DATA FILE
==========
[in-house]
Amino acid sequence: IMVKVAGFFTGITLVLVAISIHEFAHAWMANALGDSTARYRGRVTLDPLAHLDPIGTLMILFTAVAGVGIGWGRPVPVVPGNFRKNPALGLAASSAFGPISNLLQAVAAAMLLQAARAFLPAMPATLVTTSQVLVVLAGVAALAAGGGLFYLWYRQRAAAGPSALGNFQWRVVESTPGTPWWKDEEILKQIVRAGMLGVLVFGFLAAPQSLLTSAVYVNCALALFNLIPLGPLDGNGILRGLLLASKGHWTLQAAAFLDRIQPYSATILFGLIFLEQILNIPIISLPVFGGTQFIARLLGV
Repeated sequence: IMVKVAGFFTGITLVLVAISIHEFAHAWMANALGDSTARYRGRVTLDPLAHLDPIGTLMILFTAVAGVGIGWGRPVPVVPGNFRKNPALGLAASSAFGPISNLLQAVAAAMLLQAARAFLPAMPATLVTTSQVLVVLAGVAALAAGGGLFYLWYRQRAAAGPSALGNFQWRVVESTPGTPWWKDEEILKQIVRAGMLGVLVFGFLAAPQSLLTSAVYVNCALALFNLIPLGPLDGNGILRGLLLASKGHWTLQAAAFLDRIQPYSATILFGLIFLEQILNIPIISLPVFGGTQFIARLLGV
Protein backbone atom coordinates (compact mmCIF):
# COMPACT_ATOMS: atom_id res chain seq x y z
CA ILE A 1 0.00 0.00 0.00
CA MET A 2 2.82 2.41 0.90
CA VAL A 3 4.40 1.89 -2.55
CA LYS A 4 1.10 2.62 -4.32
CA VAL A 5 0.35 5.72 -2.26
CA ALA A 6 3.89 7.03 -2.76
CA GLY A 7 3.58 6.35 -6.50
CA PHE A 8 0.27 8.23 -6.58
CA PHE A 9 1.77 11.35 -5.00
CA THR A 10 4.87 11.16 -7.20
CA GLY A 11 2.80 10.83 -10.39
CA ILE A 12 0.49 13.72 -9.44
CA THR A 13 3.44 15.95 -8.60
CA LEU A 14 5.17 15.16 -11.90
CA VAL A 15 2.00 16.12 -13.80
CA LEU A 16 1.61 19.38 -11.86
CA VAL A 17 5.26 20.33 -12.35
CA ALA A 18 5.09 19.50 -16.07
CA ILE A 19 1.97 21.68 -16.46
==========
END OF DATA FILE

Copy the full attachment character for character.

[in-house]
Amino acid sequence: IMVKVAGFFTGITLVLVAISIHEFAHAWMANALGDSTARYRGRVTLDPLAHLDPIGTLMILFTAVAGVGIGWGRPVPVVPGNFRKNPALGLAASSAFGPISNLLQAVAAAMLLQAARAFLPAMPATLVTTSQVLVVLAGVAALAAGGGLFYLWYRQRAAAGPSALGNFQWRVVESTPGTPWWKDEEILKQIVRAGMLGVLVFGFLAAPQSLLTSAVYVNCALALFNLIPLGPLDGNGILRGLLLASKGHWTLQAAAFLDRIQPYSATILFGLIFLEQILNIPIISLPVFGGTQFIARLLGV
Repeated sequence: IMVKVAGFFTGITLVLVAISIHEFAHAWMANALGDSTARYRGRVTLDPLAHLDPIGTLMILFTAVAGVGIGWGRPVPVVPGNFRKNPALGLAASSAFGPISNLLQAVAAAMLLQAARAFLPAMPATLVTTSQVLVVLAGVAALAAGGGLFYLWYRQRAAAGPSALGNFQWRVVESTPGTPWWKDEEILKQIVRAGMLGVLVFGFLAAPQSLLTSAVYVNCALALFNLIPLGPLDGNGILRGLLLASKGHWTLQAAAFLDRIQPYSATILFGLIFLEQILNIPIISLPVFGGTQFIARLLGV
Protein backbone atom coordinates (compact mmCIF):
# COMPACT_ATOMS: atom_id res chain seq x y z
CA ILE A 1 0.00 0.00 0.00
CA MET A 2 2.82 2.41 0.90
CA VAL A 3 4.40 1.89 -2.55
CA LYS A 4 1.10 2.62 -4.32
CA VAL A 5 0.35 5.72 -2.26
CA ALA A 6 3.89 7.03 -2.76
CA GLY A 7 3.58 6.35 -6.50
CA PHE A 8 0.27 8.23 -6.58
CA PHE A 9 1.77 11.35 -5.00
CA THR A 10 4.87 11.16 -7.20
CA GLY A 11 2.80 10.83 -10.39
CA ILE A 12 0.49 13.72 -9.44
CA THR A 13 3.44 15.95 -8.60
CA LEU A 14 5.17 15.16 -11.90
CA VAL A 15 2.00 16.12 -13.80
CA LEU A 16 1.61 19.38 -11.86
CA VAL A 17 5.26 20.33 -12.35
CA ALA A 18 5.09 19.50 -16.07
CA ILE A 19 1.97 21.68 -16.46